Source Reduction

Introduction

A key factor in the prevention of environmental pollution, source reduction, commonly known as pollution prevention or waste prevention, is the strategy used in the elimination of waste prior to its creation. In source reduction, it is important that people should refrain from the manufacture, purchase, or use of products and materials that cause pollution or are toxic to the environment when thrown away. In simpler terms, source reduction implies that everything is done to ensure that waste is stopped before it occurs or happens. The invention of modern technology has played an integral role in source reduction, and this means that modern industries recycle or reuse most of their waste products rather than release them to the environment. Through this, environmental pollution has been greatly minimized. Irrefutably, every individual has a role to play in source reduction in every setting or sector. For instance, at home, it is the responsibility of people to embrace strategies and ways of reducing waste, particularly when shopping or when conducting activities in a yard. Persons in offices are also obliged to embrace tips that will help reduce waste while at the same time helping save money. Conversely, retail store operators should also not be left behind in the efforts to promote source reduction, and the accomplishment of this objective depends on their embrace of cost-effective ideas that will in one way or another make their stores more environmentally friendly.

How life cycle analysis can assist in source reduction

Life Cycle Analysis (LCA) is of great significance to source reduction, and there are several reasons and factors underlining this. In understanding the trade-offs between the durability, recyclability, source reduction, environmental benefits, and the use of several other recycled materials, it is important that life cycle analysis should be taken into consideration. LCA involves the examination or a serious scrutiny of the resources as well as the products used and by-products generated from the beginning to the end of a product's or process's entire life. Life cycle analysis often begins with an examination of the raw materials to be used in a particular process, the amount of energy to be used in the proves, the manufacture or fabrication of the product, filling, packaging and distribution of the product, as well as consumer's ability to use and reuse the product. LCA ends with the analysis of the management of waste that results from a manufactured product. A key principle of life cycle analysis is that it is a representation of rapidly emerging family of techniques coupled with tools whose designation helps in the management of the environment and the accomplishment of the objective of long-term sustainable development.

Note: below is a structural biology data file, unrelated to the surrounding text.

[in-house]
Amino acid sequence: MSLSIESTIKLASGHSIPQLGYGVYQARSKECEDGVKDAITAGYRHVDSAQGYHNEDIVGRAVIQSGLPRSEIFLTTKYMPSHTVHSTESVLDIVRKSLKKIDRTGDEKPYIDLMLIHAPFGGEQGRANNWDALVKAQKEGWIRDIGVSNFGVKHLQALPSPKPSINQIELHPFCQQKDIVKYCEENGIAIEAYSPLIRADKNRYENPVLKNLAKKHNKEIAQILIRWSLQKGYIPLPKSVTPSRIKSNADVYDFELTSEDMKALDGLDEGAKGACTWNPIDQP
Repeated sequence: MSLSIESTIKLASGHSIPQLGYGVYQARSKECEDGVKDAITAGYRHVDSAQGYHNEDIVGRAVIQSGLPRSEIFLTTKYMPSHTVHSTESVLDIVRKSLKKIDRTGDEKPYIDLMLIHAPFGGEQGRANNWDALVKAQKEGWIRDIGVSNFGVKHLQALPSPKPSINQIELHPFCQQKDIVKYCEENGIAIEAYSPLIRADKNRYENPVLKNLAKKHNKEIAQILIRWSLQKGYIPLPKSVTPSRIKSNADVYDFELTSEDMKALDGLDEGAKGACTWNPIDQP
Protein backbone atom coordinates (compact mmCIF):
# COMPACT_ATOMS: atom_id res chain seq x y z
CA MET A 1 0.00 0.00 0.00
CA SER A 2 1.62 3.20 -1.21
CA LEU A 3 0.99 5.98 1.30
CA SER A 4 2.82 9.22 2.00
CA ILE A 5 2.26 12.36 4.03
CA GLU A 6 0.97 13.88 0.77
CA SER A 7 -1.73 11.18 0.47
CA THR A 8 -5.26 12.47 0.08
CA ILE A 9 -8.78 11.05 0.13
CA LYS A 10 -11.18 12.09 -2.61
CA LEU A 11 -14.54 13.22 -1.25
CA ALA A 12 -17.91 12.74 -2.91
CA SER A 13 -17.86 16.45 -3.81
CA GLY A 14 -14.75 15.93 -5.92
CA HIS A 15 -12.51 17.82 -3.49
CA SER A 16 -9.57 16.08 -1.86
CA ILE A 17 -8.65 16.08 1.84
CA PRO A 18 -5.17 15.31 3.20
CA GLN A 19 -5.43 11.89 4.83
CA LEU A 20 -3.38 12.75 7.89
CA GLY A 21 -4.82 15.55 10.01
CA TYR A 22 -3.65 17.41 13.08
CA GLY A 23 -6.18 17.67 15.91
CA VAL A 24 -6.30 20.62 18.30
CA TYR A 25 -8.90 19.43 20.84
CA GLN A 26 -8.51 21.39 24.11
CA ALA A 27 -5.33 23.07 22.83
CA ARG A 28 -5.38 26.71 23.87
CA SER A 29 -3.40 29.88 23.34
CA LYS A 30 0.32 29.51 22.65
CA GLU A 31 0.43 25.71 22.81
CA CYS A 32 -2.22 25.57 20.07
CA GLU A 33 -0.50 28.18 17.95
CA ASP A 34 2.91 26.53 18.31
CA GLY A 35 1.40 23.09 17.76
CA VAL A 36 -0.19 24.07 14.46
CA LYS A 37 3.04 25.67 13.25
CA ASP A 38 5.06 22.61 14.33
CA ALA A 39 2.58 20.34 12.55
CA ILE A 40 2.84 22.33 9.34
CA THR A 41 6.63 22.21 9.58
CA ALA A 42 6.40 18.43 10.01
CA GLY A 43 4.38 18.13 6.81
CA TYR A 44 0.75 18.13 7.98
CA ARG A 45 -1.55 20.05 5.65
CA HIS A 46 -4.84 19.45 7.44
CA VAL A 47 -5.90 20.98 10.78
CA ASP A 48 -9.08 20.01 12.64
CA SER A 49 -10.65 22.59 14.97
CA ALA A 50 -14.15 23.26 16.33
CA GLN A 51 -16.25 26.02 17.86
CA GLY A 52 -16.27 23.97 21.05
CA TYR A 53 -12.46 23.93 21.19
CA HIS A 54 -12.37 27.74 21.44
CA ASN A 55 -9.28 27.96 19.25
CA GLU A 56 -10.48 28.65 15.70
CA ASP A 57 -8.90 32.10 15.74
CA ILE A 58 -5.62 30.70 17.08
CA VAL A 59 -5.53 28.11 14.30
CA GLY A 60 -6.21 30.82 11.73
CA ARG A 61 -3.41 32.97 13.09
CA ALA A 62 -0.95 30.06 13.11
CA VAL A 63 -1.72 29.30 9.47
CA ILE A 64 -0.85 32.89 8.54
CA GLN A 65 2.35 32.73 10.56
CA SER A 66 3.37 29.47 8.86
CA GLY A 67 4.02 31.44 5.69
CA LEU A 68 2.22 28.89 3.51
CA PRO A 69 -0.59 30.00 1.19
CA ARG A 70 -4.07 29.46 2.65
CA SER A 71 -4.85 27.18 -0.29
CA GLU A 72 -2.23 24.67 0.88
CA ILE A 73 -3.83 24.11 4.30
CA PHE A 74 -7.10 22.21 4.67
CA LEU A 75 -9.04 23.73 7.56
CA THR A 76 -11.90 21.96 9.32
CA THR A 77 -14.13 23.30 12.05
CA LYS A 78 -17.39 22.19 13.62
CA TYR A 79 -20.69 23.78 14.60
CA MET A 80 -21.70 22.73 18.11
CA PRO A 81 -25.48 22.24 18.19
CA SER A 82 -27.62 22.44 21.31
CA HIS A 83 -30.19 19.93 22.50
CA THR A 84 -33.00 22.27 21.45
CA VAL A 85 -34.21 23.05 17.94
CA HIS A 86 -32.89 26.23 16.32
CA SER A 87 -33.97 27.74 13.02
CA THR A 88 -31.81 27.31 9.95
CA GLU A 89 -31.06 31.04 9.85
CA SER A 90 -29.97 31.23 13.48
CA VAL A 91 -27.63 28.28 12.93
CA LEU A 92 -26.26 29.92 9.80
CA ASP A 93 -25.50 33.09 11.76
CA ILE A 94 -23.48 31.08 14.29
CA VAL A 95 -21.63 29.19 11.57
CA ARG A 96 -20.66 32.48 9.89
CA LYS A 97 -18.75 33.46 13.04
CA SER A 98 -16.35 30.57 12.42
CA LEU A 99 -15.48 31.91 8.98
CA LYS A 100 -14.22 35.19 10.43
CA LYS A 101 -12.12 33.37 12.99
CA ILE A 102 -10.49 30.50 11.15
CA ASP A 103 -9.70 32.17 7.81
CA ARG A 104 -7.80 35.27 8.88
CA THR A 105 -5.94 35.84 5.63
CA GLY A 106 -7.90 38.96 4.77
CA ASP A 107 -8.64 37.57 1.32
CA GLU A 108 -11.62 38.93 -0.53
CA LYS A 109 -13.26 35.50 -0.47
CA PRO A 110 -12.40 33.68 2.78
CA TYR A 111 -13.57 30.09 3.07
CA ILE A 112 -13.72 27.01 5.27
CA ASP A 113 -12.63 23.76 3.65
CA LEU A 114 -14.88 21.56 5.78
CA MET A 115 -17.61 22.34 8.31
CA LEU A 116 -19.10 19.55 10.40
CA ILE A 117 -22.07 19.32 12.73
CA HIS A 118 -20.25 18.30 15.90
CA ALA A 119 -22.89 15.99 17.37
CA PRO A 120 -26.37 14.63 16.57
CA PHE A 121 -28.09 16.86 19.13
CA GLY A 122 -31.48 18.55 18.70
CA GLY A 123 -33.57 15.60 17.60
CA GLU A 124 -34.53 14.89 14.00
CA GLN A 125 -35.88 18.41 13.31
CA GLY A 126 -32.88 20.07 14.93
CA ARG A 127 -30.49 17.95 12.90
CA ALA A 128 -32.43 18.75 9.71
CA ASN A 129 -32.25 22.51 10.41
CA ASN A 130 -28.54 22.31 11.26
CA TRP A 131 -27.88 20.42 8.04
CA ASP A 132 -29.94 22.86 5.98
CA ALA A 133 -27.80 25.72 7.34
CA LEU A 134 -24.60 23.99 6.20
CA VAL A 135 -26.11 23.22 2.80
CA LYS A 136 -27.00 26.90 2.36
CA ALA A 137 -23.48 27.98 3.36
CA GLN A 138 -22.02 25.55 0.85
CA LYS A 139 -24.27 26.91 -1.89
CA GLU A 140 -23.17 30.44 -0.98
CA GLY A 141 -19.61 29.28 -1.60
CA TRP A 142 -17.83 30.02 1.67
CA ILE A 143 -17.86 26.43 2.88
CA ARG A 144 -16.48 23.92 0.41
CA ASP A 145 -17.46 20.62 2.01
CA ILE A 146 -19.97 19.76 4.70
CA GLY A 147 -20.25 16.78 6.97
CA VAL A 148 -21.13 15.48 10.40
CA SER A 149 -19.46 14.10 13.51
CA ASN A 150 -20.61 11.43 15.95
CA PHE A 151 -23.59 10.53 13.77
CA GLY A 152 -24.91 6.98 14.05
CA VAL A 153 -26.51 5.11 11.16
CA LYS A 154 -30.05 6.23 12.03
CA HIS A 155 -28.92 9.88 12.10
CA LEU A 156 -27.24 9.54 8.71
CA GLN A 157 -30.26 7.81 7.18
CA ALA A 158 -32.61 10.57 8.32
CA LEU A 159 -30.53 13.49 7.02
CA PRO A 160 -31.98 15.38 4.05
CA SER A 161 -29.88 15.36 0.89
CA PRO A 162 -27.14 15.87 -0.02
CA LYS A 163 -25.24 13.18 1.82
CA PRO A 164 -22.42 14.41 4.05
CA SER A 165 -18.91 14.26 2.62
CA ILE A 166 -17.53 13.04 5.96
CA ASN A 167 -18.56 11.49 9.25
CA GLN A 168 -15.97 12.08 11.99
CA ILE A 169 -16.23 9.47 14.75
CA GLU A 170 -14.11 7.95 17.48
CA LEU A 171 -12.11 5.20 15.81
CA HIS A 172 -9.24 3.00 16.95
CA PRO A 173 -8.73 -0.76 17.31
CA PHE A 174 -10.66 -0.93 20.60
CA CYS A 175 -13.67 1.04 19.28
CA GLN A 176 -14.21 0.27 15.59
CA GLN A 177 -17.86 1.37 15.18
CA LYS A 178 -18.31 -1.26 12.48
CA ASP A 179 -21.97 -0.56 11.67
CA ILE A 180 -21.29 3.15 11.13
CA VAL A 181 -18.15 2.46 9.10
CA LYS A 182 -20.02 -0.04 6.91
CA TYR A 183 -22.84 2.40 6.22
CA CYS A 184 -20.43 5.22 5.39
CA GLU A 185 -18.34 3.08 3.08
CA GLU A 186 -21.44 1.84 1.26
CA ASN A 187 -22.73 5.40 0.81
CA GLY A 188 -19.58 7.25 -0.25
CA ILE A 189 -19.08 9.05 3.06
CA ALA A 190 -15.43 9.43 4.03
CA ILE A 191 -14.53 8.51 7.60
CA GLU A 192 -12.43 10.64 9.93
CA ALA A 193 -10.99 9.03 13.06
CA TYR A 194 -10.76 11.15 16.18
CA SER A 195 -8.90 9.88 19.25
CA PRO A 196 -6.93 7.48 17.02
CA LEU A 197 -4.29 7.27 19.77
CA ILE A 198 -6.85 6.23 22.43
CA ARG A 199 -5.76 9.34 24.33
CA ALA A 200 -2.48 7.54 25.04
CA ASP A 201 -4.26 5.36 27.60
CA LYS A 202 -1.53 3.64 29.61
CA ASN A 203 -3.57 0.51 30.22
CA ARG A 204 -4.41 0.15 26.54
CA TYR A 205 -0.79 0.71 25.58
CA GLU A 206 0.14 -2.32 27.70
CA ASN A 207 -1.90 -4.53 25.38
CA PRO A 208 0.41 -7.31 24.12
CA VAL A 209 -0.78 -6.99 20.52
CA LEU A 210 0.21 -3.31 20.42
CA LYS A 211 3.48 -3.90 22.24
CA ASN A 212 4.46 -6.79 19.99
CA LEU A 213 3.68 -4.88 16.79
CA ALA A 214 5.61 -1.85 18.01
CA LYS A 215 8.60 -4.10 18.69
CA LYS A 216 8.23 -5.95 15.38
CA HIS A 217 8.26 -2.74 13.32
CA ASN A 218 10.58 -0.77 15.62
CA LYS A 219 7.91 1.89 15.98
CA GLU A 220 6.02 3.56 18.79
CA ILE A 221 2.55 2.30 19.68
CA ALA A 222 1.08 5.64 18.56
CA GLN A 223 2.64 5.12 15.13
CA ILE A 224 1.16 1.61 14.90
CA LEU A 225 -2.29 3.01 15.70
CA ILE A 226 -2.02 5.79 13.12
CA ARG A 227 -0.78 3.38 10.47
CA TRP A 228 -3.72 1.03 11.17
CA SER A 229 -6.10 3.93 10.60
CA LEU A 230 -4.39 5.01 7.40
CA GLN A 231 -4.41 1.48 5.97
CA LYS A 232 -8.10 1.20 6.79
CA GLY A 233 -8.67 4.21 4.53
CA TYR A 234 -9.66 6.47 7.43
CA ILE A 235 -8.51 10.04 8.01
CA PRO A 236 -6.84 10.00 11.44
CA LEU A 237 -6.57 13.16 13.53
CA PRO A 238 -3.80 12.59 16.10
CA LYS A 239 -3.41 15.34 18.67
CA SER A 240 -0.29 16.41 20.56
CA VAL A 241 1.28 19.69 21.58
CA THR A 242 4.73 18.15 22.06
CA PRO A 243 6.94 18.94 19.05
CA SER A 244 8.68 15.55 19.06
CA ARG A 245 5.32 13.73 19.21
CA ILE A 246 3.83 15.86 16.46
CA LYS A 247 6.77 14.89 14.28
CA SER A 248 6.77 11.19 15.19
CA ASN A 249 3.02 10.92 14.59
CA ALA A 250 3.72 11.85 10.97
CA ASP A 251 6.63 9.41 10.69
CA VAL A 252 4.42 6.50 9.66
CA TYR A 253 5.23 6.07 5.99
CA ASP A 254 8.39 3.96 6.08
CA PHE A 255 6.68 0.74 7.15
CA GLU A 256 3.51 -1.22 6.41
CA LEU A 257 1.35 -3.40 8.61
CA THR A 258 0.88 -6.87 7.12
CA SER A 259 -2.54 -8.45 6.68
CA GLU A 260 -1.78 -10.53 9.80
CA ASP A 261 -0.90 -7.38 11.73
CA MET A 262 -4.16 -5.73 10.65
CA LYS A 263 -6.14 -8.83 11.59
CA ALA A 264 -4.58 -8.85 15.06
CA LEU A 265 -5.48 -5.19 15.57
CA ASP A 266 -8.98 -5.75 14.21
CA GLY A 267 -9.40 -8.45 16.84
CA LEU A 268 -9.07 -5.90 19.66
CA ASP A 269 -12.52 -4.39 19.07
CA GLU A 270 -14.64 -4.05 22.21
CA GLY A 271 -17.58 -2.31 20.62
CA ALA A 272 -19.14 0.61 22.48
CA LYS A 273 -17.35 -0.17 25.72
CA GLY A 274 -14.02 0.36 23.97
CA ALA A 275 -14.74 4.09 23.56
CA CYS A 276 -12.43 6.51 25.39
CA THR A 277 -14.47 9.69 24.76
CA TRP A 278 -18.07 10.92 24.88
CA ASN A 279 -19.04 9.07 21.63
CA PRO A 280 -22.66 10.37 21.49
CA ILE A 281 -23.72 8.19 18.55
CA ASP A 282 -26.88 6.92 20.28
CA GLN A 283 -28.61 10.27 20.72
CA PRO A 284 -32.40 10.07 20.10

Life cycle analysis of products has three components: life-cycle inventory, life-cycle impact analysis, and life-cycle improvement analysis. First, the life-cycle inventory is a process that can be described as objective and data-based, which focuses on the quantification of energy and raw materials that are required in the manufacturing process of a product. The process also quantifies air emissions, solid waste, waterborne effluents, and other materials or wastes released into the environmental in the entire life cycle of a product, that is to say, from its manufacturing process to use in the environment. Apparently, the quantification of the materials released into the environment during the manufacture of a product is of significance or assists in source reduction. Life-cycle inventory would ensure that solid waste, waterborne effluents, air emissions, and other raw materials that are prerequisites in the manufacture of a products are keenly examined, and reused or recycled to prevent their release into the environment that may end up causing its pollution. The second component of LCA, life-cycle impact analysis is a process linked to the technical, quantitative, as well as qualitative assessment of the effects of the environmental loadings or effluents released into the environment from the manufacturing process of a product. One thing about the assessment is that it helps in addressing the human and ecological considerations, and other effects such as pollution that may accompany the release of products into the environment. Addressing the ecological and health considerations as well as effects such as pollution of products released during a manufacturing process implies that every effort is made to prevent the release of materials or substances that will cause harm to the environment and those living in it.